Nigerian militants warn of “zero” oil output in new attacks

The Niger Delta Avengers militant group claimed three new attacks on the country’s battered oil infrastructure overnight, promising to bring Nigeria’s oil production to “zero”.

The attacks are the latest in a spate of violence in the Delta region that last month cut production to a more than 22-year low and has put more pressure on Nigeria’s stretched finances.

Early on Friday, the group said via its Twitter account it had blown up a pipeline in Nigeria’s Bayelsa state owned by Italy’s ENI, hours after attacks on another ENI pipeline as well as one belonging to Shell Petroleum Development Company of Nigeria Ltd (SPDC).

“At about 3:30am our (@NDAvengers) strike team blew up the Brass to Tebidaba Crude oil line in Bayelsa,” the group said on a Twitter feed it uses to claim attacks.

In a press release it said its attacks had brought Nigeria’s oil production to just 800,000 barrels per day (bpd), from 2 million bpd, “without killing a soul”, though they hit infrastructure feeding crude grades already under force majeure.

The ENI pipeline is used to transport Brass River crude. Shell’s Forcados crude oil, where another pipeline was attacked overnight, has been under force majeure since February. The group also hit ENI’s Ogboinbiri-Tebidaba and Clough Creek-Tebidaba pipelines in Bayelsa.

ENI did not immediately respond to a request for comment. A spokesman for the SPDC, which operates the Forcados line, said the company was “investigating reports of an attack on its pipeline in the Western Niger Delta”.
Four grades of Nigeria’s oil – Forcados, Brass River, Bonny Light and Qua Iboe – are under force majeure, though exports of the latter two have continued, and sources said ExxonMobil’s production had climbed back near to 300,000 bpd.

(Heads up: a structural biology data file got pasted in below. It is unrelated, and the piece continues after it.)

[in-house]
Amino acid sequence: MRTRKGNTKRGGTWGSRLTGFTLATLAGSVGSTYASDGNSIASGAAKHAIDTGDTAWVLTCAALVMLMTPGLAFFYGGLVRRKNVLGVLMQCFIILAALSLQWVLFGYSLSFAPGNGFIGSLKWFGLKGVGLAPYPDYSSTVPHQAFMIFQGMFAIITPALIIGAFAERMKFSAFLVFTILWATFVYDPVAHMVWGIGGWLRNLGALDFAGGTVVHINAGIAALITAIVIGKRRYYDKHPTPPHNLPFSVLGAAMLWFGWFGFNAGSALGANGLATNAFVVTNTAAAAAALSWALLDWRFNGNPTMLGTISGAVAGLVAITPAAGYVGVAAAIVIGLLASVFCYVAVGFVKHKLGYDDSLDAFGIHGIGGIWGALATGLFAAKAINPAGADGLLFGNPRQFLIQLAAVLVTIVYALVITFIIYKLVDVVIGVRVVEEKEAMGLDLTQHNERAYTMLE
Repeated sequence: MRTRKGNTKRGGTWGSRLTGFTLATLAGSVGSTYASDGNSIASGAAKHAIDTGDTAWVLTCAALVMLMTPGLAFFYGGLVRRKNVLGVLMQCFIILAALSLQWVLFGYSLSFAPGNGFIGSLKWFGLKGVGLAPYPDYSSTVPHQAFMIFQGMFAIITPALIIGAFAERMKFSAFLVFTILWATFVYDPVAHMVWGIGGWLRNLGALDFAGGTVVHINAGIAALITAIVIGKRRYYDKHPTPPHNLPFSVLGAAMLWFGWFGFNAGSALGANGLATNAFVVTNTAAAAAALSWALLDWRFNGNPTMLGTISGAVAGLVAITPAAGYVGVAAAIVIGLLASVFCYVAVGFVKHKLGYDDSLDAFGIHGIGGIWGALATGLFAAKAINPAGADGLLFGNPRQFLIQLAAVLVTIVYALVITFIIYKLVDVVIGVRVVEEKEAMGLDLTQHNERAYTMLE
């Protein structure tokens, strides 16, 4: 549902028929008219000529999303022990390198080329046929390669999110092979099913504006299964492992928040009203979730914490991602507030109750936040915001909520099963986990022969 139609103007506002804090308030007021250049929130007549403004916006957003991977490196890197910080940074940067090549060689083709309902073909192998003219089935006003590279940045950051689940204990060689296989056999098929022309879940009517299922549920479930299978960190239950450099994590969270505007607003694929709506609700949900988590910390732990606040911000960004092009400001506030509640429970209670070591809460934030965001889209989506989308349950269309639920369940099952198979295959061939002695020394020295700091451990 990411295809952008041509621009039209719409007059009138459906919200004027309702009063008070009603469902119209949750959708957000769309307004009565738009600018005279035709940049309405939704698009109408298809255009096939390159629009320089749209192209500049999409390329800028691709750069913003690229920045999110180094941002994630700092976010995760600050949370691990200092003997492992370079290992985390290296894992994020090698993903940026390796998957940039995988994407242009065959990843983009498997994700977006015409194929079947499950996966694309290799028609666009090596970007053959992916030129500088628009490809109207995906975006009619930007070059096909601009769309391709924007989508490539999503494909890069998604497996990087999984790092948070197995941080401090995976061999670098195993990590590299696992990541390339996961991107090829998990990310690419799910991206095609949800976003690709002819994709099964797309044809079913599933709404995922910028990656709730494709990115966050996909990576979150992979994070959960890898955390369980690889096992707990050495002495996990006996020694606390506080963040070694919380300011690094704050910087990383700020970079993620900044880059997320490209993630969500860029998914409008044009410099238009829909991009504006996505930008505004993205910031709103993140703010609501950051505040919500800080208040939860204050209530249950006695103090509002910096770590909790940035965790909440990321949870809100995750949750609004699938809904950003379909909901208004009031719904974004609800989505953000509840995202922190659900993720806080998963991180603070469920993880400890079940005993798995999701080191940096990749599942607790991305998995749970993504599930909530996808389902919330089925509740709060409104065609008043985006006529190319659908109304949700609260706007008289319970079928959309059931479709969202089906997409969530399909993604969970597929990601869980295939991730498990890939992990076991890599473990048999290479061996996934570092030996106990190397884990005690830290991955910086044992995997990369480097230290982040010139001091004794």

Nigeria’s oil minister said on Thursday that production was 1.6 million bpd. Even if the most recent attacks, which also included oil installations belonging to Chevron under its Escravos grade, took out all exports of the oil associated with them, June production would remain near 1.2 million bpd.

Experts said the violence showed little sign of abating, and would keep pressure on the country’s oil production and finances. President Muhammadu Buhari on Thursday cancelled what would have been his first visit to the Delta region since taking office.

Elizabeth Donnelly, assistant head of the Africa Programme with Chatham House, said the cancellation was a “missed opportunity” that could hamper efforts to engage with locals.

“The cancellation without explanation will do further harm to the president’s tenuous relationship with the region,” Donnelly said. “To avoid worsening violence and instability in the Niger Delta the president needs to show personal and constructive engagement.”


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